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Which Oil Should You Be Cooking With?

Susie Cushner

From olive to sunflower, vegetable and coconut -- deciphering which oil to cook with can be hard work.

Do you go for cheap and cheerful canola? Or splash out on grapeseed?

Well, according to Jacqueline Alwill, nutritionist and director of The Brown Paper Bag, when it comes to oil, you really do get what you pay for.

“Higher quality oils that come through the first press or cold press are more expensive as they retain more of the flavour and nutrition of the oil. The cheaper oils often last through the production and have inferior flavour and nutrition,” she said.

For optimum nutrition, Alwill said we should be choosing oils that are stable at high heats like ghee, coconut oil and butter.

“Avoid safflower, vegetable and corn as they are high in polyunsaturated fatty acids which means the structure can often change in the cooking process turning them into to trans fats, which our bodies cannot process,” Alwill said.

However, The Australian Dietary Guidelines which were reviewed in 2013 oppose this, saying Australians should be using oil low in saturated fat and rich in unsaturated fats (such as monounsaturated and polyunsaturated fats) to reduce risk of heart disease.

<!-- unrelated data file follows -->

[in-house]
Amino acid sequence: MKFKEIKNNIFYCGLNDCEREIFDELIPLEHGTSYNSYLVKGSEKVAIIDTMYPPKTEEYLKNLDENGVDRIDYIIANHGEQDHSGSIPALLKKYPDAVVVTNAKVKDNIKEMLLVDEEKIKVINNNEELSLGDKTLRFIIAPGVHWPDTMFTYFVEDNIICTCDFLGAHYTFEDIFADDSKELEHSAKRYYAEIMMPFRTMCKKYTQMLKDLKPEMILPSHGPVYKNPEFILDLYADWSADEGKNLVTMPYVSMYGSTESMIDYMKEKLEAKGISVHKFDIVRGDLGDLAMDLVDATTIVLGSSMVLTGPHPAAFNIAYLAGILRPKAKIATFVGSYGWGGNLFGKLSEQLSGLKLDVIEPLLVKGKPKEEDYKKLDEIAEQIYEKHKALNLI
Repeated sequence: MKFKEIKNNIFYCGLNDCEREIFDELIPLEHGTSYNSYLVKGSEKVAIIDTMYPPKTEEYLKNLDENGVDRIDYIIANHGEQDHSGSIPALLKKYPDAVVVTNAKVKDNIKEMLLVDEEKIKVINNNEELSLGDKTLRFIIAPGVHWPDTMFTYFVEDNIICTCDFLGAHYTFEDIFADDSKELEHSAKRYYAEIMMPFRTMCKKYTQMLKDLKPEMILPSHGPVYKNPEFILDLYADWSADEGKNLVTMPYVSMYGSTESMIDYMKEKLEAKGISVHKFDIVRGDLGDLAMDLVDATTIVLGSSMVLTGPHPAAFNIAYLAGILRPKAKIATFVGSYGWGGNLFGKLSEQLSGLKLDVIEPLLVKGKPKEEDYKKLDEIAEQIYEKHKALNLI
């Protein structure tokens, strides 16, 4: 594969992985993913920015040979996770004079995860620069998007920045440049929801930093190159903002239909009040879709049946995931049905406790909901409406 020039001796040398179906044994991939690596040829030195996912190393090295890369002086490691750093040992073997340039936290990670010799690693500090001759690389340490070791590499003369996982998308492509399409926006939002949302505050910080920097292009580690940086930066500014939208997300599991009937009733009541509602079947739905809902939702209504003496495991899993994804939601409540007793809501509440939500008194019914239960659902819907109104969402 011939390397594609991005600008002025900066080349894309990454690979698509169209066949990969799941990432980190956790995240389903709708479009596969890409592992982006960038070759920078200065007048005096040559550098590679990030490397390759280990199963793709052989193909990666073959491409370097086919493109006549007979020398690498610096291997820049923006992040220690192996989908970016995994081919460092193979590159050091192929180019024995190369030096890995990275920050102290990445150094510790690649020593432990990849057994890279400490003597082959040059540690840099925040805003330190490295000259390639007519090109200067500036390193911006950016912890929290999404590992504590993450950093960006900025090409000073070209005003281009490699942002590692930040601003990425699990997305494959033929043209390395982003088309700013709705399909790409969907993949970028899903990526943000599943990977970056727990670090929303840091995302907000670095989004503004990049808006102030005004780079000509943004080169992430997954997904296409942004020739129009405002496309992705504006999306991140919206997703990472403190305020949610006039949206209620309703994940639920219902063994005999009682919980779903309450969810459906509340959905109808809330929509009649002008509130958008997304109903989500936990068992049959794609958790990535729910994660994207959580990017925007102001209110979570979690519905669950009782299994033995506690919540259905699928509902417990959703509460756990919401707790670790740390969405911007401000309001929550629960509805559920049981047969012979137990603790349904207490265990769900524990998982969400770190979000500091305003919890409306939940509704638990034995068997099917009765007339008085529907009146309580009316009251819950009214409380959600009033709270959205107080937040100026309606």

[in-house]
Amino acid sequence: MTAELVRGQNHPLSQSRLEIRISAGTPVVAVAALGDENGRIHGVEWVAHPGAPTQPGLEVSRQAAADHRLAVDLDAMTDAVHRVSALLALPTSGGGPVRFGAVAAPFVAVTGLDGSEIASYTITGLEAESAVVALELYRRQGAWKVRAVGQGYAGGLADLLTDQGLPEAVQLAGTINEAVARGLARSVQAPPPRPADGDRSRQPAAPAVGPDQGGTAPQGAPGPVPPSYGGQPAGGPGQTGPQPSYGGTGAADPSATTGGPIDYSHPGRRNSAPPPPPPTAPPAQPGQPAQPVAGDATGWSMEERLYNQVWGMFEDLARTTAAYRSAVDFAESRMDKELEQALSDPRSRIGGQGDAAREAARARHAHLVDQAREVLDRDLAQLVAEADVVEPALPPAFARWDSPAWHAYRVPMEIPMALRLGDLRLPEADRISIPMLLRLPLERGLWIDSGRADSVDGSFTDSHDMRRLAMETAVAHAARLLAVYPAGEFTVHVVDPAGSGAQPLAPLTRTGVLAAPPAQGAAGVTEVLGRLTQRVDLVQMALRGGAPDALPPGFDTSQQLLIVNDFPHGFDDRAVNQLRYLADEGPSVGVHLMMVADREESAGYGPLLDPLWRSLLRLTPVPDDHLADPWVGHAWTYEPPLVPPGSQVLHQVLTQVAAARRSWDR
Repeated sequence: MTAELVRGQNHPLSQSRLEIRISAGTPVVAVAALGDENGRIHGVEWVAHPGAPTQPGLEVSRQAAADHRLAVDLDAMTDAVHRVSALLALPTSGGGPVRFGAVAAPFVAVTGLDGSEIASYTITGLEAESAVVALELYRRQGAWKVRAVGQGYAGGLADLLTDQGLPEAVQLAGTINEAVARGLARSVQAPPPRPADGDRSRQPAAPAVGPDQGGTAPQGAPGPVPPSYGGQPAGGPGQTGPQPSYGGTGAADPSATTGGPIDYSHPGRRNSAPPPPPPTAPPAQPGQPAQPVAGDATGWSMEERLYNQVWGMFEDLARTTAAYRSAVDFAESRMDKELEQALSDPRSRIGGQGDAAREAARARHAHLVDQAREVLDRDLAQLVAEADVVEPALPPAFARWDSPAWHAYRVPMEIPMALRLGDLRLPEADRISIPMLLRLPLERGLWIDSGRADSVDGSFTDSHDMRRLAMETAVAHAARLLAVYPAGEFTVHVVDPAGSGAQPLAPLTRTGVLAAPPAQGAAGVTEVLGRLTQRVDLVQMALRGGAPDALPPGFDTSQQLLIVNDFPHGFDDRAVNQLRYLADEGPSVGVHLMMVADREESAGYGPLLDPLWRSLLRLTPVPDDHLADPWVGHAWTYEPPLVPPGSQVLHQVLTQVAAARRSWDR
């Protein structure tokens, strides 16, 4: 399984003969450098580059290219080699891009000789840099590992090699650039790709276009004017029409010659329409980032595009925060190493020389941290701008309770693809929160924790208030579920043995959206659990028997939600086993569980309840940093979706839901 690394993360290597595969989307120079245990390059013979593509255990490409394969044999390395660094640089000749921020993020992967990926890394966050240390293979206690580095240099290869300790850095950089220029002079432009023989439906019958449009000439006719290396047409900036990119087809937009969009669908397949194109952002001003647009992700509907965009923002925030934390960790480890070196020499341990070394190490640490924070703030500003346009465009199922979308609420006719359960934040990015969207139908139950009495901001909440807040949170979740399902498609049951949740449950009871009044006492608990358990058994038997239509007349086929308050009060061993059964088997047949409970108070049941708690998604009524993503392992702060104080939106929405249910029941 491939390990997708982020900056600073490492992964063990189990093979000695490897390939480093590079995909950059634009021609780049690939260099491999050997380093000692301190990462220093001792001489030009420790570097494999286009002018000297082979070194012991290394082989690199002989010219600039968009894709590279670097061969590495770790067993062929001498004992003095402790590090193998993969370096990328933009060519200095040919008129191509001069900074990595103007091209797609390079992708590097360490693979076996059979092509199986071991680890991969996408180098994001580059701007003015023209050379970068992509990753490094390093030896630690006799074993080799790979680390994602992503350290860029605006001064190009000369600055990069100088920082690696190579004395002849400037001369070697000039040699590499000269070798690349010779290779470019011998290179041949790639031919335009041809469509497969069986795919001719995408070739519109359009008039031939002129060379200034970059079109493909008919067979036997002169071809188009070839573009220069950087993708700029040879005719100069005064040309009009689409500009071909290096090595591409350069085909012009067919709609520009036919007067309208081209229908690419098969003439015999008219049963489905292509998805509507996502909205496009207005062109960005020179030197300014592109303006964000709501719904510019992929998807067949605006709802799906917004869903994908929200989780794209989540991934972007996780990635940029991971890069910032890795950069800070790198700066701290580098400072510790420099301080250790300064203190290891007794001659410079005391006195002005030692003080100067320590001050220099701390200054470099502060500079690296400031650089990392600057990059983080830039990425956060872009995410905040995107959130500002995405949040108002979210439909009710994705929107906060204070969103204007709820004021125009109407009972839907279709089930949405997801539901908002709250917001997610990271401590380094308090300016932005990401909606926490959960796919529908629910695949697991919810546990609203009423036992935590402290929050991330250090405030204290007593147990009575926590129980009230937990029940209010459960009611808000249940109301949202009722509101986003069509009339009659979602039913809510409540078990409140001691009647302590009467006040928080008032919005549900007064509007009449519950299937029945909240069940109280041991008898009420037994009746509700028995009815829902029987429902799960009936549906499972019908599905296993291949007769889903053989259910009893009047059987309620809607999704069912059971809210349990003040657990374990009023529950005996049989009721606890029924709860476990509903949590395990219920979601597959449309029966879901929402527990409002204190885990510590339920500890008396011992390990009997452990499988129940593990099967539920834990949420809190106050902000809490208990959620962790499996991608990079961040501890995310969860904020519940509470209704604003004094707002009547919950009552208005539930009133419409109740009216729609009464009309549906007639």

“It is true that fats and oils with a high proportion of polyunsaturated fats are unstable when heated and thus break down easily,” said Maria Packard, Accredited Practising Dietitian for the Dietitians Association of Australia.

“However, there are plenty of oils that contain predominantly monounsaturated fatty acids, including canola oil and olive oil, with a smoke point high enough to be suitable for home cooking,” Packard said.

Alwill also warns spray oils should be used at a minimum, as they require butane and propane gas to dispense them as liquid.

And when it comes to olive oil, Alwill suggests using it as a dressing.

“Drizzle extra virgin olive oil on salads and steamed vegetables, as well as linseed oil and nut oils -- like walnut and hazelnut,” she said.

When cooking with meat, Alwill recommends ghee, butter and coconut oil -- provided you’re OK with the sweet taste from the coconut oil on the meat you’ve chosen -- while Packard said olive and canola are better options.

“For vegetable stir fries, go for coconut oil , or sesame oil every once in awhile is fine, if you wish to infuse a bit of flavour,” she said.

And when baking, Alwill said butter, coconut oil and ghee should be your go-tos.

Correction: Butter has a smoke point (point at which the oil starts to break down) lower than most refined oils due to its milk content.

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